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Neuropsych

Music therapy: Could listening to your favorite songs slow Alzheimer’s disease?

Music therapy might boost memory, but the benefits are small. Just in case, tell your grandparents to listen to their favorite 1960s tunes.
Credit: oneinchpunch / Adobe Stock
Key Takeaways
  • Music seems to be good for the brain, so scientists wondered if it could help prevent the cognitive decline associated with dementia.

  • Indeed, research shows that listening to one’s favorite music boosts memory.

  • Unfortunately, the effect is rather small. Any “miracle” treatment, if it ever comes to exist, will be pharmacological.

One of your all-time favorite songs starts playing on the radio, and suddenly, you’re transported. You remember belting it at the top of your lungs while driving that junker car with your high school friends, on your way to nowhere in particular. You remember jamming to it a few years later during your first semester of college, and it kept you going during those all-night study sessions. You remember the song keeping you sane while changing your first baby’s diaper — for the 20th time in one day.

Beloved music can tickle the brain and take us places, and it is this near-universal human experience that has prompted researchers to wonder if listening to familiar tunes can allay the cognitive and memory declines from Alzheimer’s disease.

Music therapy

A decade ago, preliminary research suggested it just might. Researchers in France exposed 12 patients with mild Alzheimer’s disease to a bout of silence, The Four Seasons by Vivaldi, or a selection of music of their own choosing. Then, they tested their autobiographical recall (that is, memory related to facts and experiences about one’s own life). “Recall was higher in the Chosen than in the Four Seasons conditions, and both were higher than in Silence,” they reported.

Inspired by this study, as well as by a few others hinting at broader benefits of music therapy for Alzheimer’s patients, a team of researchers based out of the University of Toronto tried to replicate the beneficial cognitive effects of familiar music and explored whether they are linked to actual changes in the structure of the brain. They detailed their findings in a paper just published in the Journal of Alzheimer’s Disease.

Led by senior author Michael Thaut, director of the University of Toronto’s Music and Health Science Research Collaboratory, the researchers recruited 17 elderly patients with early-stage cognitive decline and asked them, with the help of their caregivers, to listen to an hour of well-known music per day for three weeks. Fourteen subjects (11 women and 3 men) completed the task.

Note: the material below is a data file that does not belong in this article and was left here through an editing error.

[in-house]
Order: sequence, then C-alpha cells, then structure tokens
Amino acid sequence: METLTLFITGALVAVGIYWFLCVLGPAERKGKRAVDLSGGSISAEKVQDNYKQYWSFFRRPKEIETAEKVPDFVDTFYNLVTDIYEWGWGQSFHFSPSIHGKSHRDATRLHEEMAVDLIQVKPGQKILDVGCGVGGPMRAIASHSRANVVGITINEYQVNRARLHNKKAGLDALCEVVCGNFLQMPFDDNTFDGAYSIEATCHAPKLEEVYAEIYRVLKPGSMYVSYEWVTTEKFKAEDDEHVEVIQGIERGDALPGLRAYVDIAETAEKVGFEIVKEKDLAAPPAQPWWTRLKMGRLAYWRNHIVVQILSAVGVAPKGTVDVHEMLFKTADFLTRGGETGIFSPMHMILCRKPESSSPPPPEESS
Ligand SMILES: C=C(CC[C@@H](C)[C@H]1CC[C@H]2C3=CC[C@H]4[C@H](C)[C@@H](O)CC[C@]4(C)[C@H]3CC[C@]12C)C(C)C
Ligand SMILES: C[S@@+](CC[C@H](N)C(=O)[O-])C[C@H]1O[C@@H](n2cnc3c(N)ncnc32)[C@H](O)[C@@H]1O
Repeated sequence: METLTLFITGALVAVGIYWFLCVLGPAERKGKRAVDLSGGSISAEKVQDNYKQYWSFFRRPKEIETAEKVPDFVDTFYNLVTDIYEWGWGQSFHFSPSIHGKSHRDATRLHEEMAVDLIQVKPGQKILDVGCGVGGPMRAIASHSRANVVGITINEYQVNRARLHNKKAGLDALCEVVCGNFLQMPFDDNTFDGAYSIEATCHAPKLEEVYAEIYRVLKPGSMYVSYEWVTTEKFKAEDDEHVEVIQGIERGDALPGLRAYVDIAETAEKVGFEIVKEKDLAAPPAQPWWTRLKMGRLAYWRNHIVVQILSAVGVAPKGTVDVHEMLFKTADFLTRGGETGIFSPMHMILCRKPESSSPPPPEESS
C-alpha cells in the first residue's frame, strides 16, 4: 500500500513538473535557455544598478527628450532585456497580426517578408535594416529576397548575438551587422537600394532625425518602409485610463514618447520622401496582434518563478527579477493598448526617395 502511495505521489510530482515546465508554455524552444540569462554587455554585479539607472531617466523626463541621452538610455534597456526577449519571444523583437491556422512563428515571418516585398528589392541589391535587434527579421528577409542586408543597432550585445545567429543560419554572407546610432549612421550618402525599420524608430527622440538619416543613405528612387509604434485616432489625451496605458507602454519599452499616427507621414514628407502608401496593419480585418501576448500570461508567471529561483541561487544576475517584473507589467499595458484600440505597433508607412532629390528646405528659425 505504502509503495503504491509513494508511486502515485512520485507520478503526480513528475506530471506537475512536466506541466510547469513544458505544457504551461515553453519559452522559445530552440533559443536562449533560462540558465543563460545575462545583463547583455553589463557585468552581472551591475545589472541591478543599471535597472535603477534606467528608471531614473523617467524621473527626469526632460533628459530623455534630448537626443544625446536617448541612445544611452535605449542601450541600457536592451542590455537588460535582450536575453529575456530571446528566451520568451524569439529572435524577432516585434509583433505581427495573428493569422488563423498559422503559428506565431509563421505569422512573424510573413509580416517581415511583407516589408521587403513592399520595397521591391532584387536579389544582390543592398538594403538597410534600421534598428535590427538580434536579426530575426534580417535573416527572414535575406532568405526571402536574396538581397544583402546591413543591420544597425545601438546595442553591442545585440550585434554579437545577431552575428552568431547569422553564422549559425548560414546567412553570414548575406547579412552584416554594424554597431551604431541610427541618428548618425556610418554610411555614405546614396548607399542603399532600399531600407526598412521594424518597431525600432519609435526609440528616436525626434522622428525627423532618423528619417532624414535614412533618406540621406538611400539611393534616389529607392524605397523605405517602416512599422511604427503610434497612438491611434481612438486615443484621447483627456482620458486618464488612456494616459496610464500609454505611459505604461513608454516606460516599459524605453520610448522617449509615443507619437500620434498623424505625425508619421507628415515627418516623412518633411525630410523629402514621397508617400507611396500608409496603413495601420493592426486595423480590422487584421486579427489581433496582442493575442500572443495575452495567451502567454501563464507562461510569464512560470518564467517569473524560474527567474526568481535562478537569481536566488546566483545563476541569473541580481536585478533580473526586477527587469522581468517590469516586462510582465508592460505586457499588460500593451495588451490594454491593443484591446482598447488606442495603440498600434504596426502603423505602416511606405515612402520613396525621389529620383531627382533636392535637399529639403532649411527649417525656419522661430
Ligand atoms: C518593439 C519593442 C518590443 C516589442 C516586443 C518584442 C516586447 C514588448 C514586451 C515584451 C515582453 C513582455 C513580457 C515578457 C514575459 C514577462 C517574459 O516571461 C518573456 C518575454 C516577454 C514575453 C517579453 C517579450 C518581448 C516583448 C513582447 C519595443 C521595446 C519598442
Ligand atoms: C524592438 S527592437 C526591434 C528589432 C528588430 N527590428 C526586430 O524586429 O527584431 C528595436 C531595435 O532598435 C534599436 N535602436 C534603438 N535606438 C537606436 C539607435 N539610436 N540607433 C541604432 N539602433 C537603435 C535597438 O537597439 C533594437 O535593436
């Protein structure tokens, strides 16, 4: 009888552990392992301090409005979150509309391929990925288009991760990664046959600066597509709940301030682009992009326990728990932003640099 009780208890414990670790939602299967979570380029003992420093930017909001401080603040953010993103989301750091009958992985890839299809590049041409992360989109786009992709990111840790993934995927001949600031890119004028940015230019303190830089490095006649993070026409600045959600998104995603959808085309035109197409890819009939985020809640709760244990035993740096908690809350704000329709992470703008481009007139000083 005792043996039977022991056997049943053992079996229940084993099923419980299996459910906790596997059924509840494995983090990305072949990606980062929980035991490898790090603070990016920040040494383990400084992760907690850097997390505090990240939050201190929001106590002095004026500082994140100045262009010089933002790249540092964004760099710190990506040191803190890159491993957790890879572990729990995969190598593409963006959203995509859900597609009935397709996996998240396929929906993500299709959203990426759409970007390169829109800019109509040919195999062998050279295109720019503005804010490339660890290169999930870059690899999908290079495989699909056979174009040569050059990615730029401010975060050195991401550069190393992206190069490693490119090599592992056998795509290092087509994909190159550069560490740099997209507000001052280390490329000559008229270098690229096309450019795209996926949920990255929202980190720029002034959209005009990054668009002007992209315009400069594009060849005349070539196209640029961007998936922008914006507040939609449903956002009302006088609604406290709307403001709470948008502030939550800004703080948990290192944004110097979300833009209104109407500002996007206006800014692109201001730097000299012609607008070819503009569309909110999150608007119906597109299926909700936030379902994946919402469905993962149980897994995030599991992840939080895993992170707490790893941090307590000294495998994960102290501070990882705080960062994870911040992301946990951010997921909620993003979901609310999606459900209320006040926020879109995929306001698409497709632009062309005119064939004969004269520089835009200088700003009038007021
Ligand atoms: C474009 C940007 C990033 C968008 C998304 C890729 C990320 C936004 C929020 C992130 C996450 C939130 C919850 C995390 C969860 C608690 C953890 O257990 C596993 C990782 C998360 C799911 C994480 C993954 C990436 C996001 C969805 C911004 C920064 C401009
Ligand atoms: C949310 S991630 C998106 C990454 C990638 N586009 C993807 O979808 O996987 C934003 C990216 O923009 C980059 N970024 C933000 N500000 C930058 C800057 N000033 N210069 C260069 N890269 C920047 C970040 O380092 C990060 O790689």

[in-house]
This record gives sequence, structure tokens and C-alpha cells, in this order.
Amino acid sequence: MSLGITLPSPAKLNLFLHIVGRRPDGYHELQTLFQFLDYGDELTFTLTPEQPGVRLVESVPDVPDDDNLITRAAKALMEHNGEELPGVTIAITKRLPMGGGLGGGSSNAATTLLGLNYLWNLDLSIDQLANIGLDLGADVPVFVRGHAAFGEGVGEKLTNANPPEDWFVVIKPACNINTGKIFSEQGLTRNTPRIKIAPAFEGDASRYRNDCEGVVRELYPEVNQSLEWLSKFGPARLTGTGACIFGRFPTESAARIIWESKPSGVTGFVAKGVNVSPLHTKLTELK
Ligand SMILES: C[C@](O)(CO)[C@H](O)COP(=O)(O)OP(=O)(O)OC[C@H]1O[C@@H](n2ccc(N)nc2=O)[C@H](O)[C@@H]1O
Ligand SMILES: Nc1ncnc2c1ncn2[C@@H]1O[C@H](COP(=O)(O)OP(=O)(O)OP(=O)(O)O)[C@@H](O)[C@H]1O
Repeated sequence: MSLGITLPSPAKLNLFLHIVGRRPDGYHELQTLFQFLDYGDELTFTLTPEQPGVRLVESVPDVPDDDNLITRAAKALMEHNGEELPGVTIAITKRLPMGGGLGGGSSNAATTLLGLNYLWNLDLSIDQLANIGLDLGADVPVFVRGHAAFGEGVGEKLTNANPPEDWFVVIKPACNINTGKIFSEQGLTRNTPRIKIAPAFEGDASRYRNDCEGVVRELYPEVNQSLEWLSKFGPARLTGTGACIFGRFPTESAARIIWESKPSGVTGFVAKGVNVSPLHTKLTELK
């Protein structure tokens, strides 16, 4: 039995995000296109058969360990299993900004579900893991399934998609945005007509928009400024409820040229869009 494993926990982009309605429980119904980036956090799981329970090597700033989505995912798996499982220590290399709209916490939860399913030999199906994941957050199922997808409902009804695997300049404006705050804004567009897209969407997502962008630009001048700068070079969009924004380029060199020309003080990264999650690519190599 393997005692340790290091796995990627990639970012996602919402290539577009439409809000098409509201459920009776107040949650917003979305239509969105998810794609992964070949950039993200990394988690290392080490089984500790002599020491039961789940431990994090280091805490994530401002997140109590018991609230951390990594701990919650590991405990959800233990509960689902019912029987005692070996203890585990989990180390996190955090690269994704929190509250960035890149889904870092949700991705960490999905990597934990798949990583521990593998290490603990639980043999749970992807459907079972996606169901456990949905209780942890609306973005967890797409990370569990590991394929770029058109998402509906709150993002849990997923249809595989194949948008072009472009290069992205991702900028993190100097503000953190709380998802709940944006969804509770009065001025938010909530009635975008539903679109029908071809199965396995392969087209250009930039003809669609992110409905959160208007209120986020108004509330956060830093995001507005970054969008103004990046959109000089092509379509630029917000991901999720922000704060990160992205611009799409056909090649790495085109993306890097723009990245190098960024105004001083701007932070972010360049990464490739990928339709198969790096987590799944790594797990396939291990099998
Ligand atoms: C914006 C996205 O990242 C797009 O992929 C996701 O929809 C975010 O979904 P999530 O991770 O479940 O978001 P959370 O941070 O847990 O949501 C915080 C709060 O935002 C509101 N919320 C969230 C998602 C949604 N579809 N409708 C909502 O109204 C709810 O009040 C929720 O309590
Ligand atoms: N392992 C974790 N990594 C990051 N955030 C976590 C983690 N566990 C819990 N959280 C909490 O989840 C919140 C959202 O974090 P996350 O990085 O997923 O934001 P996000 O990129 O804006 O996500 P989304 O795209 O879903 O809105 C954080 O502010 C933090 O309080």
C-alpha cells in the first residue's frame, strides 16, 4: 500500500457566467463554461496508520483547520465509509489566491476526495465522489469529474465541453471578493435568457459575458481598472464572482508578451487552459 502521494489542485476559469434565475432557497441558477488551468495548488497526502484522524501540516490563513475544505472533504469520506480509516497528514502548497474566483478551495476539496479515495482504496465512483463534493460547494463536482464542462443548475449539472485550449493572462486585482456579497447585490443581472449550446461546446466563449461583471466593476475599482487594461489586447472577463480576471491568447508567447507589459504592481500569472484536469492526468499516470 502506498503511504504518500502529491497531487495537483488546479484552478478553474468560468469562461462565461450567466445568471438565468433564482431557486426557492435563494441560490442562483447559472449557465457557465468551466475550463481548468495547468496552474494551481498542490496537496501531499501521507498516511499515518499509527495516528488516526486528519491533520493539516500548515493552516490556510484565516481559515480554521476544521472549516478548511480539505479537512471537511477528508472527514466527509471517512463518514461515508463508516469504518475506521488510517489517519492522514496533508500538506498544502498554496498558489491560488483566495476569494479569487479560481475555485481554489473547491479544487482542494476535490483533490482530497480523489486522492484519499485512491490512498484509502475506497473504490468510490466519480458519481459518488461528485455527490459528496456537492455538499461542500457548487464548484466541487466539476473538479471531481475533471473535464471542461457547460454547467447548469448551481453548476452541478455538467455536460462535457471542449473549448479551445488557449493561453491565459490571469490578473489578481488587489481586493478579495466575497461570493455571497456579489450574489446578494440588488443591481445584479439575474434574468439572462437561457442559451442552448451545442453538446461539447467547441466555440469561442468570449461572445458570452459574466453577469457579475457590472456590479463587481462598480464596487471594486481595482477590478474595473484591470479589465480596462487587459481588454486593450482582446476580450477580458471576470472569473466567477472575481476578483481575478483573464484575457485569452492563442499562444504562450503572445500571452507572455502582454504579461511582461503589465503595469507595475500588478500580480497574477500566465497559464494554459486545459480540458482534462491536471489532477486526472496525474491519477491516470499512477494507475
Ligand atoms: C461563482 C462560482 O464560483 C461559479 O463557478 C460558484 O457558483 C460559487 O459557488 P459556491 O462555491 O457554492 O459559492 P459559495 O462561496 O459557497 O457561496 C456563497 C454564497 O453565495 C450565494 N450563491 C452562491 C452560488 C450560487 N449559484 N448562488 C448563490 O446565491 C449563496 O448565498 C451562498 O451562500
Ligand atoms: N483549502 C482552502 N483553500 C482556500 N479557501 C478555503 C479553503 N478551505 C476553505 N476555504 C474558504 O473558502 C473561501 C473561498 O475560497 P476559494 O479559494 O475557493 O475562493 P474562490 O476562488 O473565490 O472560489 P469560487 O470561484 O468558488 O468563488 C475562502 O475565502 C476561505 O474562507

The Montreal Cognitive Assessment, designed to test visuospatial and executive function, naming, attention, language, abstraction, delayed recall, and orientation, was administered before and after the music treatment. Brain scans with functional MRI were also conducted before and after.

Subjects’ overall cognitive test scores slightly improved after the three-week intervention, but the difference was not statistically significant, meaning the increase could just be due to chance. However, subjects’ memory scores did improve about 20 percent, a statistically significant boost. Brain scans also revealed minor structural changes in the brain, a hopeful sign in patients with early-stage cognitive decline.

“Repeated exposure to long-known music may induce cognitive effects through consistent changes in brain activation and functional connectivity of nodes… along with corresponding white matter changes,” the researchers wrote.

Music on hold

Despite the optimistic results, there are legitimate reasons for skepticism. The cognitive benefits were restricted only to memory, and they were minor. We also have no idea if they will persist over time. Moreover, the study group was small; a greater sample size might see the effects diminish. Lastly, there was no control group to compare the musical treatment group to. It would be interesting to see if subjects who listened to, say, informational podcasts would experience similar or perhaps greater cognitive benefits.

The University of Toronto researchers have presented an interesting, yet very preliminary study. Listening to familiar music is undeniably pleasant; there is certainly no harm in it. But it is highly unlikely that a simple treatment like music therapy will slow the presently unstoppable ravages of Alzheimer’s. For that, a pharmaceutical treatment is almost certainly required, and sadly, no drug has yet proven to be genuinely effective.


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